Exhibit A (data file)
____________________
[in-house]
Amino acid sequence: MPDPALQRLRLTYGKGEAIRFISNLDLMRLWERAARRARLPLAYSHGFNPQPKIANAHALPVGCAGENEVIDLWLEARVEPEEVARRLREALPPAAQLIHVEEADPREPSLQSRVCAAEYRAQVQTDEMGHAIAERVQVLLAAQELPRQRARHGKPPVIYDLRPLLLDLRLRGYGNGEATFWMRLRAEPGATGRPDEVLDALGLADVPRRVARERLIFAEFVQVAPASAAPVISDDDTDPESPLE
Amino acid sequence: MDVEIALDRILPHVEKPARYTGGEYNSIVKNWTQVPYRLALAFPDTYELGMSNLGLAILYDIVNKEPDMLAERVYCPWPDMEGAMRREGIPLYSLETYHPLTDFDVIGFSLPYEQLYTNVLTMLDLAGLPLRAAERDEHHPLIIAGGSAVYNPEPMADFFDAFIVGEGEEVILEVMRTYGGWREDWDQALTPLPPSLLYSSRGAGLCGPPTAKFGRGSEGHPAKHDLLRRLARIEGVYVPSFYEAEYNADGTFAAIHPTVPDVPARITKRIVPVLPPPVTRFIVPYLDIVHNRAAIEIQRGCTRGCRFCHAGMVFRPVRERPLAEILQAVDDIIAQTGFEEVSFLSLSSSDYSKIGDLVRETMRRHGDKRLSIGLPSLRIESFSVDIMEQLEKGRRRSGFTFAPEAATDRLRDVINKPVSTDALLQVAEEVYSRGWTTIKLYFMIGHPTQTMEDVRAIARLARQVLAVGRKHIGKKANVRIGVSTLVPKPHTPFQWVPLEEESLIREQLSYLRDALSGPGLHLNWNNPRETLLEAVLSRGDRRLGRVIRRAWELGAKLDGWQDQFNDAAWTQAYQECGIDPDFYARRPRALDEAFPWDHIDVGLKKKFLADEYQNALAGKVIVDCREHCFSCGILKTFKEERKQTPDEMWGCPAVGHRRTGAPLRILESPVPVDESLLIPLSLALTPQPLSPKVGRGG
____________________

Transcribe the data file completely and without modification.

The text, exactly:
[in-house]
Amino acid sequence: MPDPALQRLRLTYGKGEAIRFISNLDLMRLWERAARRARLPLAYSHGFNPQPKIANAHALPVGCAGENEVIDLWLEARVEPEEVARRLREALPPAAQLIHVEEADPREPSLQSRVCAAEYRAQVQTDEMGHAIAERVQVLLAAQELPRQRARHGKPPVIYDLRPLLLDLRLRGYGNGEATFWMRLRAEPGATGRPDEVLDALGLADVPRRVARERLIFAEFVQVAPASAAPVISDDDTDPESPLE
Amino acid sequence: MDVEIALDRILPHVEKPARYTGGEYNSIVKNWTQVPYRLALAFPDTYELGMSNLGLAILYDIVNKEPDMLAERVYCPWPDMEGAMRREGIPLYSLETYHPLTDFDVIGFSLPYEQLYTNVLTMLDLAGLPLRAAERDEHHPLIIAGGSAVYNPEPMADFFDAFIVGEGEEVILEVMRTYGGWREDWDQALTPLPPSLLYSSRGAGLCGPPTAKFGRGSEGHPAKHDLLRRLARIEGVYVPSFYEAEYNADGTFAAIHPTVPDVPARITKRIVPVLPPPVTRFIVPYLDIVHNRAAIEIQRGCTRGCRFCHAGMVFRPVRERPLAEILQAVDDIIAQTGFEEVSFLSLSSSDYSKIGDLVRETMRRHGDKRLSIGLPSLRIESFSVDIMEQLEKGRRRSGFTFAPEAATDRLRDVINKPVSTDALLQVAEEVYSRGWTTIKLYFMIGHPTQTMEDVRAIARLARQVLAVGRKHIGKKANVRIGVSTLVPKPHTPFQWVPLEEESLIREQLSYLRDALSGPGLHLNWNNPRETLLEAVLSRGDRRLGRVIRRAWELGAKLDGWQDQFNDAAWTQAYQECGIDPDFYARRPRALDEAFPWDHIDVGLKKKFLADEYQNALAGKVIVDCREHCFSCGILKTFKEERKQTPDEMWGCPAVGHRRTGAPLRILESPVPVDESLLIPLSLALTPQPLSPKVGRGG